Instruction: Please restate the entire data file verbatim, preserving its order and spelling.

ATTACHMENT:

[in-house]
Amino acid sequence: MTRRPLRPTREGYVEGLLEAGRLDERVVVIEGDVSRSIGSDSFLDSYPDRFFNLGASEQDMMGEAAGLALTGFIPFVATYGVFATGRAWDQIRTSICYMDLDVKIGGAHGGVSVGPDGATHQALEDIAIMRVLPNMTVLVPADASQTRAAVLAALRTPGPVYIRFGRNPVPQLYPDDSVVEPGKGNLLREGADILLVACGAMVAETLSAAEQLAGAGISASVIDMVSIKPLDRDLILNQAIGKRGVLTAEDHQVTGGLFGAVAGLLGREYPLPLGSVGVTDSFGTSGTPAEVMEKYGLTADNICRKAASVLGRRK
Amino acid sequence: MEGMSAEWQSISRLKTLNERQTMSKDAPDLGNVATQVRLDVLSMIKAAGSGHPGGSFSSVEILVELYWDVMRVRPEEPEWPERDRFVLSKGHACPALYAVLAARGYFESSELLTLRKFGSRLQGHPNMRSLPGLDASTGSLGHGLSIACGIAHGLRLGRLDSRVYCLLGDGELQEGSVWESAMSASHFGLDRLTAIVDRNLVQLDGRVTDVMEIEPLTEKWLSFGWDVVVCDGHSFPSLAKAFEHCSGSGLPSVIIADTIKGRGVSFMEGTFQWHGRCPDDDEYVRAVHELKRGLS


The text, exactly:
[in-house]
Amino acid sequence: MTRRPLRPTREGYVEGLLEAGRLDERVVVIEGDVSRSIGSDSFLDSYPDRFFNLGASEQDMMGEAAGLALTGFIPFVATYGVFATGRAWDQIRTSICYMDLDVKIGGAHGGVSVGPDGATHQALEDIAIMRVLPNMTVLVPADASQTRAAVLAALRTPGPVYIRFGRNPVPQLYPDDSVVEPGKGNLLREGADILLVACGAMVAETLSAAEQLAGAGISASVIDMVSIKPLDRDLILNQAIGKRGVLTAEDHQVTGGLFGAVAGLLGREYPLPLGSVGVTDSFGTSGTPAEVMEKYGLTADNICRKAASVLGRRK
Amino acid sequence: MEGMSAEWQSISRLKTLNERQTMSKDAPDLGNVATQVRLDVLSMIKAAGSGHPGGSFSSVEILVELYWDVMRVRPEEPEWPERDRFVLSKGHACPALYAVLAARGYFESSELLTLRKFGSRLQGHPNMRSLPGLDASTGSLGHGLSIACGIAHGLRLGRLDSRVYCLLGDGELQEGSVWESAMSASHFGLDRLTAIVDRNLVQLDGRVTDVMEIEPLTEKWLSFGWDVVVCDGHSFPSLAKAFEHCSGSGLPSVIIADTIKGRGVSFMEGTFQWHGRCPDDDEYVRAVHELKRGLS